But, according to Woman’s royal columnist, Duncan Larcombe, there is a bigger danger at play here. And that would be if the Queen decides to strip ex-soldier Harry of his military titles, and therefore force him out of the huge role he currently plays within the Armed Forces.
Writing in his column for Woman magazine, Duncan says the Duke was “incensed” when Prince Harry’s request to lay a wreath was refused by Buckingham Palace. Days later, in a bold move he and Meghan decided to lay their own wreath in America.
According to Duncan it was decided by the Palace that Harry’s partaking in such a big event would seem as though he were “cherry picking” the royal engagements he wanted to join, having made the decision to step back just months before.
Duncan explains, ”It was decided that one prominent ex-soldier’s homage to those who never made it home would look as though Harry was cherry-picking the causes he was allowed to support. The Sussexes must not, they felt, be allowed to ‘dip in and out’ of engagements when it suited. Harry was, understandably, incensed.”
With that in mind, Duncan has warned the Queen must think twice before removing Harry’s involvement in the military going forwards. After all, having served as part of the Armed Forces, he is one of few who truly understands what they’re going through.
“This February, the ‘Megxit’ deal will be up for review. The Queen will have to decide what her grandson can and can’t do. One thing we do know is that Harry and Meghan will not return to Britain with their tails between their legs. So it seems likely the Queen will press ahead and strip her grandson of all the ceremonial ties he has with the military,” Duncan says.
“Harry understands the military. The military adores Harry. He has earned the right to consider himself one of their own. Yes, fears of ‘cherry-picking’ are real, but so is Harry’s deep connection with, and adoration for, the Armed Forces. By blocking him from a royal/military function, the Queen will lose an enormous asset – a royal who can look servicemen in the eye.
“Harry should be allowed to wear his poppy. That’s what the forces want, it’s what Harry wants and, ultimately, it is what is best for the Royal Family.”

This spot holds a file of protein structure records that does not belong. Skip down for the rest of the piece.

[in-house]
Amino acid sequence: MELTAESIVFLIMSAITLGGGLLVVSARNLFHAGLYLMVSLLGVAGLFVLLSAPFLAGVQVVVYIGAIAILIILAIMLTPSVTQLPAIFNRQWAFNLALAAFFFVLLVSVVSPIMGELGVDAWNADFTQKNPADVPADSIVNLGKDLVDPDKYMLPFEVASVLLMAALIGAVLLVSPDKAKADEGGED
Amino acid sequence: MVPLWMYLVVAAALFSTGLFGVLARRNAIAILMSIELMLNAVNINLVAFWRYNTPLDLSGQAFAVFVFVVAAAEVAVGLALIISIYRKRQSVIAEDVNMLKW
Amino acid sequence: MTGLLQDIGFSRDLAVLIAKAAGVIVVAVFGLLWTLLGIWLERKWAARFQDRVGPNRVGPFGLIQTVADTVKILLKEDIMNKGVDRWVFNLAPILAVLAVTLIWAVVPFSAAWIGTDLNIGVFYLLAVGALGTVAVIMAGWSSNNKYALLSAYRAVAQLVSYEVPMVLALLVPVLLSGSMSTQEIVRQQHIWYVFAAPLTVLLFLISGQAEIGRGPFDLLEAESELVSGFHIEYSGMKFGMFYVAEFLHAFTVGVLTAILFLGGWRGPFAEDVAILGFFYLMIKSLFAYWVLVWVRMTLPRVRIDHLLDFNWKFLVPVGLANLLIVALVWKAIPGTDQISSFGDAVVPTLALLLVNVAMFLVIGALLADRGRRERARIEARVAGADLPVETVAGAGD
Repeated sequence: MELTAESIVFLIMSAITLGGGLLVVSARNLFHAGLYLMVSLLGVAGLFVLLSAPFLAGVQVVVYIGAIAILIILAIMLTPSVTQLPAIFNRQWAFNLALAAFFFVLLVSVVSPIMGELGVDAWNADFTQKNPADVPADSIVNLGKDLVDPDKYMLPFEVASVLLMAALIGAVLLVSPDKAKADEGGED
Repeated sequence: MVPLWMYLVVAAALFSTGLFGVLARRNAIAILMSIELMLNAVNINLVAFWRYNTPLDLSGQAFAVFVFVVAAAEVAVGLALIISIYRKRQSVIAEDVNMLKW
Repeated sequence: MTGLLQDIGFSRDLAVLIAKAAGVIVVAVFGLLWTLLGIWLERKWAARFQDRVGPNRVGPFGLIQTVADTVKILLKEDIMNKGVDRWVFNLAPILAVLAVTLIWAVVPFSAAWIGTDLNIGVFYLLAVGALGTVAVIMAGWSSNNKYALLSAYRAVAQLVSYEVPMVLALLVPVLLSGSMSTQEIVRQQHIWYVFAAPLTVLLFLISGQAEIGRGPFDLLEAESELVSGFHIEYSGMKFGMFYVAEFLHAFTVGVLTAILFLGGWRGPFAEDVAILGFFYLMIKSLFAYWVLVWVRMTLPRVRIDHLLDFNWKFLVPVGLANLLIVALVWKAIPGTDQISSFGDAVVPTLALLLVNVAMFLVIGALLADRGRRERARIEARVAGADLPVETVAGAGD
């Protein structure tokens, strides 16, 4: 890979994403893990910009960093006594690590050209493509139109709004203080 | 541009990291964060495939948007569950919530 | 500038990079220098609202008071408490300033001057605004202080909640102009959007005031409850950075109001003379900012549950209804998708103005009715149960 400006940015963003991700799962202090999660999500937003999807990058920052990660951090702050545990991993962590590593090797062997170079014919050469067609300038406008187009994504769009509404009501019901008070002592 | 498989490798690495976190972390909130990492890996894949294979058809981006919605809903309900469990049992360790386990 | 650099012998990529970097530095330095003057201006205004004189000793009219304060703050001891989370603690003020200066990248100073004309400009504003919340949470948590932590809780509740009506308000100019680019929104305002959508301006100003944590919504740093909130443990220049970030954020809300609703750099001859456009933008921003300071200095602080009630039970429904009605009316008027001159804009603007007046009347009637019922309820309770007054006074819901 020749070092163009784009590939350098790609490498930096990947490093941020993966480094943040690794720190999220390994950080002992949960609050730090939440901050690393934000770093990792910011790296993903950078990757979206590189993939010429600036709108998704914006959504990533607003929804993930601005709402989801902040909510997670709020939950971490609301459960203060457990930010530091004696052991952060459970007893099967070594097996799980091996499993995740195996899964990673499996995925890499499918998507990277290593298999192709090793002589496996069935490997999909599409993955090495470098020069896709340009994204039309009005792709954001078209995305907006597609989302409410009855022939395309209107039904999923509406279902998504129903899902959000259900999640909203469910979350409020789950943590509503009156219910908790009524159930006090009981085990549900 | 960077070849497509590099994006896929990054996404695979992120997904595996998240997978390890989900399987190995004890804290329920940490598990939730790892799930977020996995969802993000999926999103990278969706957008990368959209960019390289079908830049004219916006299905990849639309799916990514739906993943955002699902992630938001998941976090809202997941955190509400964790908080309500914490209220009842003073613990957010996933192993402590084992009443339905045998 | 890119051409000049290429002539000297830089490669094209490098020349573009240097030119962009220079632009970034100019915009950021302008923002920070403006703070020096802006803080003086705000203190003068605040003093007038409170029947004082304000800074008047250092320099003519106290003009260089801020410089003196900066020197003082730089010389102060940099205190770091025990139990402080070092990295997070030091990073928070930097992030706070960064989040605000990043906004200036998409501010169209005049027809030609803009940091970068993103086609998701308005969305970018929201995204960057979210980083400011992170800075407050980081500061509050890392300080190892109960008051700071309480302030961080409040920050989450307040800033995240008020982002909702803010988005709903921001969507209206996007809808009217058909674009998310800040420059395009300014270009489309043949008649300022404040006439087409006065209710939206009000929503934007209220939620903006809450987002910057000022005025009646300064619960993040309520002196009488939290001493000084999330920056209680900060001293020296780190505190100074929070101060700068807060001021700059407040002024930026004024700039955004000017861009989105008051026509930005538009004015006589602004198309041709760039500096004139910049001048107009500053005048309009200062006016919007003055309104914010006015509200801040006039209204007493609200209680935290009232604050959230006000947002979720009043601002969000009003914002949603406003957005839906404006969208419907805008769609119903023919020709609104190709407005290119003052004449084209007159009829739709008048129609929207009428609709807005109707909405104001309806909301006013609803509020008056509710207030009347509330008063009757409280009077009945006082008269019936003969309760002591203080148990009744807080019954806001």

Is Harry no longer a Prince?
Prince Harry is still a Prince and the Duke of Sussex and remains in the line of succession to the British throne. He is currently sixth in line after his niece and nephews.
His son, Archie, however does not have a royal title. Archie Harrison Mountbatten-Windsor will grow up as a private citizen, in line with the Duke and Duchess of Sussex’s wishes.
What does Harry and Meghan stepping down mean?
While originally, it was thought the couple would split their time between the UK and the US and “step back” from royal duties, BBC royal correspondent Daniela Relph said that’s far from the case now.
She explained, "When they first issued that statement about what they wanted, they talked about forging this progressive role within the Royal Family, about stepping back from royal duties. This isn't stepping back, it's stepping away entirely."
The couple no longer represent the Queen on official duties. Which, in turn, means they are entitled to more of a private life.
But that doesn’t mean they won’t continue to respect and honour Prince Harry’s grandmother, the Queen.
“While they can no longer formally represent the Queen, the Sussexes have made clear that everything they do will continue to uphold the values of Her Majesty,’ an insider revealed.
The road to independence has seen the couple cut off from the funding they previously received through the Sovereign Grant and even pay back the £2.4million spent on refurbishing Frogmore Cottage, which was covered by taxpayers in 2018-2019.